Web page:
Our Job is to Represent You
We protect our customers by working with a national cooperative of TV providers, negotiating fees and programming on your behalf. We want you to have access to all your favorite programs at a price that’s fair. We know that anything less is unacceptable – it’s why we go to bat for you.
Channels you want: As local cable operators, we work every day on behalf of our customers to make sure you have access to the channels you want, when you want them.
Fair price: When networks demand higher fees, local cable operators are forced to pass along some of these costs to customers. We fight for lower rates for you.
Blackouts: When disputes occur, programmers will often take high-visibility TV programs off the air to negotiate deals in their favor. For the local cable operator and our customers, the impact can be significant. Our goal is to come to an agreement before this happens.
We are a local business. We are our own customers, too. This means we invest in our networks here, and are committed to serving you – our friends, families and neighbors.
“While we have been thorough in building and implementing a program that mitigates as much risk as possible, we knew it would be impossible to eliminate all risk -- as evidenced by the three positive tests this week,” the Tour said in a statement released this afternoon. “We need to use these developments as a stark reminder for everyone involved as we continue to learn from an operational standpoint."
"They've waited until the last possible minute to pick these (host) cities," Haggerty told host Gary Tanguay. "The reason they're doing that is because they want the latest possible data on COVID-19: where there's outbreaks, where there might be problems. They didn't want to run into a situation the NBA is running into now where they picked Orlando, Fla., a long time ago."
"The Hall will honor the Centennial Class of 2020 next August, along with what promises to be an equally spectacular Class of 2021, as part of a multi-day celebration of football with an atmosphere that will deliver for fans 'Twice the Fun in ’21.'"
The NBA is set to resume in Florida right when coronavirus cases are surging in the state. The games themselves will take place at Walt Disney World, where the players will be electronically tracked and monitored. There’s a very serious risk that restarting the season will directly lead to people getting seriously sick or even dying. Some players seem to think that even playing basketball at all could end up distracting people from more important issues.
Major League Baseball is set to return. The MLB Players Association (MLBPA) informed the league Tuesday that players will comply with commissioner Rob Manfred's imposed outline for a 60-game 2020 season. Players are set report for another version of "spring" training on July 1, and the regular season will start either July 23 or 24, the league announced.
Today marks 103 days since the last MLB, NBA, NFL or NHL game — the longest such drought since the fall of 1918, when the World Series was held in September amid WWI and the Spanish flu.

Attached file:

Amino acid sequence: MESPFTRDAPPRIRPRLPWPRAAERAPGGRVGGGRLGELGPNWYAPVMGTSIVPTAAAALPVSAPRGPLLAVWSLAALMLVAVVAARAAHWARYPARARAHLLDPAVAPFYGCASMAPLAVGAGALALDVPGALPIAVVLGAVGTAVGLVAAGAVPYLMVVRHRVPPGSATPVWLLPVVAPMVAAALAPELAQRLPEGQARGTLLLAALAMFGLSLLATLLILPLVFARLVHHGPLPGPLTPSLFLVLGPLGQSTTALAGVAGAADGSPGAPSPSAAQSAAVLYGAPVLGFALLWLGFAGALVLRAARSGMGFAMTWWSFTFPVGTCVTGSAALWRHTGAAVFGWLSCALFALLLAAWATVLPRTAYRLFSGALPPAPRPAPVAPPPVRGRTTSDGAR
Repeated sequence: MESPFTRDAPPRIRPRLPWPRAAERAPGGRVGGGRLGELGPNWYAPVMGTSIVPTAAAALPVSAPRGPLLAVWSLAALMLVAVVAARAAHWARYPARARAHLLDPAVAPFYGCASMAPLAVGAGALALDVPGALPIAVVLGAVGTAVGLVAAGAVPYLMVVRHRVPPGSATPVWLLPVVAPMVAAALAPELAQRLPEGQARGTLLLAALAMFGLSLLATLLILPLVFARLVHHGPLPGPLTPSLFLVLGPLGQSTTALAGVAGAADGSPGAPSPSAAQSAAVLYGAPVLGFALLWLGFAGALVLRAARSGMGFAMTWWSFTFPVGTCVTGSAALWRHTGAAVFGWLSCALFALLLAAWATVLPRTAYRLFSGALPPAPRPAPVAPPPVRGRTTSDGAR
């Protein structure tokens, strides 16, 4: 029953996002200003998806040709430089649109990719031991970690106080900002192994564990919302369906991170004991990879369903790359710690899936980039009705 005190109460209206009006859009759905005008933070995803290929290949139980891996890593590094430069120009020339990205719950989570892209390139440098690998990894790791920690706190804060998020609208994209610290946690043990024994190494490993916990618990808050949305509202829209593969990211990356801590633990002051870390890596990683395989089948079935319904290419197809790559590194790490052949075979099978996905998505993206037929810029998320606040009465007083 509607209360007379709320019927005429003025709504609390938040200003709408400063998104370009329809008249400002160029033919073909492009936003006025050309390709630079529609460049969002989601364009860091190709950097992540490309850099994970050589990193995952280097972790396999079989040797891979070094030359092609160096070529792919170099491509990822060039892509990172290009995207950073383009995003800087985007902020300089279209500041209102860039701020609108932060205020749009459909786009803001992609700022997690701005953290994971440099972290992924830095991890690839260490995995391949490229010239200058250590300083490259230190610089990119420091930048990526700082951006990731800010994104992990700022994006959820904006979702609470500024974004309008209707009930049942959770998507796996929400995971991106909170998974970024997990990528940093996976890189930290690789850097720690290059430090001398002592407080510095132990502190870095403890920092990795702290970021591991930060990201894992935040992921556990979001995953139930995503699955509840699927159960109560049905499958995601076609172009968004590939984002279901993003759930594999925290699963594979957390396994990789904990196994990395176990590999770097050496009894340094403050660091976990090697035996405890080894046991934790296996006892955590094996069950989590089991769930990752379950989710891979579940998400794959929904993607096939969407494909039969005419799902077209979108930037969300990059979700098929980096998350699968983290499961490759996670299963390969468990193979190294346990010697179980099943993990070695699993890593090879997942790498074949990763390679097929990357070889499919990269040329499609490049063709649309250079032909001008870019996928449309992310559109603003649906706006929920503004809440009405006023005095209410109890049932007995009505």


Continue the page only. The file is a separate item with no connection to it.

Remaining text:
Meanwhile, abroad: Multiple countries have seen major sports return. The world's four biggest soccer leagues (England, Spain, Italy, Germany) are back; baseball resumed in Japan this weekend; and basketball resumed in China.
"Positive tests are going to happen," NFL commissioner Roger Goodell admitted Monday in a conversation with Mike Greenberg for ESPN's The Return of Sports special. "The issue is, can we obviously prevent as many of those from happening, but in addition, treat them quickly, isolate them and prevent them from directly impacting our player personnel.
"So none of those players were in the facilities. All of those players, fortunately, have had either mild symptoms or are asymptomatic."
The NCAA College Football Oversight Committee will submit a detailed four-phase plan next week for football activities to begin in mid-July. The committee will recommend that coaches begin interacting with players on July 13 with training camp starting on Aug. 7.
Q: Other businesses, like auto insurers, are giving refunds because people are driving less. It seems like you should do the same.
A: We agree, but the insurance companies are giving refunds because they are seeing reduced costs – less driving and fewer accidents. Costs haven’t been reduced for us and other TV providers because the sports networks and leagues haven’t given refunds at this time.
There’s been a lot of buzz around the idea of sports networks refunding distributors who then refund customers for per-subscriber fees thanks to the current lack of live sports, but John Ourand of Sports Business Journal has poured some significant cold water on that, particularly in the case of ESPN. But as per Ourand, their contracts may provide them some significant protection, as their event promise is reportedly over a 12-month period, and even if they missed that target, they’d have another six months (until September 2021) to remedy the situation before distributors can start seeking rebates under the contract.
That’s significantly different than the regional sports networks, which teams have agreed to provide a certain amount of games to each year and which have in turn agreed to provide that number of games to distributors. But Ourand notes that it’s also unlikely that the RSNs “will provide full rebates to distributors,” as most of the NBA and NHL games this season were played. This could change depending on what happens with MLB and with the planned resumption of the NHL and NBA seasons.